Jesus is worth beholding He is like no other man. He is utterly unique. He’s fascinating. He causes us to wonder and be amazed. He said things that were both endearing and disturbing. He made audacious claims. Jesus isn’t like a presidential candidate that you can pick and choose what you like or don’t like about him. No other man made the claims he did and lived up to them. If I made his same claims you would laugh and say that I am a liar and lunatic.
In John’s Gospel Jesus makes many I AM statements. He said, “I am the Living Water,” “I am the Bread of Life,” “I am the Light of the World,” “I am the way, the truth and the life,” and “I am the resurrection.” Today we will look at Jesus’ claim in John 10, “I am the Door.”
What did Jesus mean when he said he was the Door? Why was that so important to the crowd he was speaking to? Why is that an important for you and me today?
To get the thrust of what Jesus is saying you need to start in John 8. There Jesus is talking with two groups of Jews. On one side there are Jews who believe and follow Jesus Christ, and on the other side are Jews who don’t believe and don’t follow Jesus Christ. Jesus says to the Jews who do follow him in John 8:31, “If you abide in My word, you are truly My disciples, and you will know the truth, and the truth will set you free.”
This didn’t settle well with the other Jews who didn’t follow Jesus. They look at Jesus and say, “What do you mean the truth will set us free? We’re not held captive to anyone. We’re not in bondage to anyone. We’re Jews. We’re God’s chosen. Our Father is Abraham.” What Jesus says next is more even unsettling in John 8:42, “If God were your Father, you would love me… You are of your father the devil…” Jesus didn’t go the route of making friends, but he did influence people.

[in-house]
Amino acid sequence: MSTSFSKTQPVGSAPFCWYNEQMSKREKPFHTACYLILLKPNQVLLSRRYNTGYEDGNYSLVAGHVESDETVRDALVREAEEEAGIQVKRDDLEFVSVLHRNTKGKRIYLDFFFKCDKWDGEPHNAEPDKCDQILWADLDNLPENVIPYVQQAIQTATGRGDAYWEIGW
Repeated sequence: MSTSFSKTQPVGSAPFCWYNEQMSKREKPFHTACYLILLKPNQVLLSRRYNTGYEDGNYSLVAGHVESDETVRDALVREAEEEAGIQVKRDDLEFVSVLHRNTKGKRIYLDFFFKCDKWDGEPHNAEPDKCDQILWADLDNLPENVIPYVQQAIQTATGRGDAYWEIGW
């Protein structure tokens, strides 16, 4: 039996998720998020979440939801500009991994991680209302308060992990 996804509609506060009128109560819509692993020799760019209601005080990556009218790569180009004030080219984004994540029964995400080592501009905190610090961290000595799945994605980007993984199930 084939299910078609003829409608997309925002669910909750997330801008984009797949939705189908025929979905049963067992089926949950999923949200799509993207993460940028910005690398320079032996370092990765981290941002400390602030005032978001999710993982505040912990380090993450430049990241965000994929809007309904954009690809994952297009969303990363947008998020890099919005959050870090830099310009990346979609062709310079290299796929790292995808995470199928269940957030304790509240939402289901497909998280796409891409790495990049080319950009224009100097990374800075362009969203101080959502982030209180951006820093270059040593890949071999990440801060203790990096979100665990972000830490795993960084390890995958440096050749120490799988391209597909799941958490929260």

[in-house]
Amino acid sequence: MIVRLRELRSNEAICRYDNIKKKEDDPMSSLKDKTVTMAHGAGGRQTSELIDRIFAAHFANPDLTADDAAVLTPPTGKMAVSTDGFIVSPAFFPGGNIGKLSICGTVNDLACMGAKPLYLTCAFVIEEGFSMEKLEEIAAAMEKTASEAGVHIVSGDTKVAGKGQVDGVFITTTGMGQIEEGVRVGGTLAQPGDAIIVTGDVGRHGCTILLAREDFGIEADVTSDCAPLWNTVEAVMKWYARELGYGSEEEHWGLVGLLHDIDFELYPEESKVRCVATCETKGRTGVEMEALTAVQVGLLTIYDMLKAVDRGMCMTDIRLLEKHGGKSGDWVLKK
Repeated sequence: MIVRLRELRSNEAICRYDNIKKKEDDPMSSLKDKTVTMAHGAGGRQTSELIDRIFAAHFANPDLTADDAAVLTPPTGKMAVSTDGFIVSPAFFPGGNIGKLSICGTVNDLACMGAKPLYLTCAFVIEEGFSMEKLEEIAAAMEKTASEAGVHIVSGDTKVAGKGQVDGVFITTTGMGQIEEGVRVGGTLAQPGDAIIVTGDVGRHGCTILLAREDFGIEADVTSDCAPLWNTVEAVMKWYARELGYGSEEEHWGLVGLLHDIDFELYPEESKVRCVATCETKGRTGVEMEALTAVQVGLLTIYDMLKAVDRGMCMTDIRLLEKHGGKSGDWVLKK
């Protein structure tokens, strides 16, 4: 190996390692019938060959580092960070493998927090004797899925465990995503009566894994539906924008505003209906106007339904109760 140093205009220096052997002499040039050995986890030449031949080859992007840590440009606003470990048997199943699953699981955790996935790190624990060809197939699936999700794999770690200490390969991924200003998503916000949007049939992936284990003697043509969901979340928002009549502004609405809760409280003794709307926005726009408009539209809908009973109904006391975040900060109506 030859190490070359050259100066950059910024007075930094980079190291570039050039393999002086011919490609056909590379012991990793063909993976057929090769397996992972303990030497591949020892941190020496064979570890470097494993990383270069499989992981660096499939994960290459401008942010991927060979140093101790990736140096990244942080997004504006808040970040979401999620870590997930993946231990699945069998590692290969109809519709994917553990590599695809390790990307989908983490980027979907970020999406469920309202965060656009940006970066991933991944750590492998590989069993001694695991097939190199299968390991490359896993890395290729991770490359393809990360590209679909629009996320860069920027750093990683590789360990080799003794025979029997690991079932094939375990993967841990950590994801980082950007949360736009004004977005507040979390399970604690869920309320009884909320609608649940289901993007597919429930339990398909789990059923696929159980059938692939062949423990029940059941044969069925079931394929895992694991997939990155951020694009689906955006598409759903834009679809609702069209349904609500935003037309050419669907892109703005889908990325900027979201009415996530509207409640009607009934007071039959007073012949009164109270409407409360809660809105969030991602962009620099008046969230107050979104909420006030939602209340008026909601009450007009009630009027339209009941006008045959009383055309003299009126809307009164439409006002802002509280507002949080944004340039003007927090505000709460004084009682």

In John 9, there is a man born blind who had become a beggar. Jesus gives him sight. And the beggar who once followed the Pharisees, now becomes a believer in Jesus. The Pharisees are ticked. Jesus took one of theirs. They reacted by throwing the beggar out—culturally skinned him alive (ouch!)—and showed their hatred for Jesus by intending to kill him. So in John 10, Jesus continues to talk to the same crowd—his disciples, the Pharisees, the blind beggar, and the two groups of Jews. He tells them (and us) to behold something truly life-altering that gives insight into who he really is and who they really are.
Jesus is the doorkeeper and he offers you his protection (vs.1-2).
“Truly, truly (new, fresh word. “listen up” “behold this), I say to you, he who does not enter the sheepfold by the door but climbs in by another way, that man is a thief and a robber. But he who enters by the door is the shepherd of the sheep.”
Jesus tells a story, a figure of speech. He paints a backdrop. In the story there is a sheepfold and a door. Also, there are characters. There are thieves and robbers. There is a gatekeeper. There are sheep. You could say the door is a character too. Let’s look more intently at the scene, which may be unfamiliar to us, but was quite familiar to Jesus’ audience.
What is the fold? Ancient Near East villages had an animal corral or pen in or near the village. The sheep would be out grazing in the fields during the day, then at night the shepherd would lead them into a walled fold where they would be watched and safe and protected together.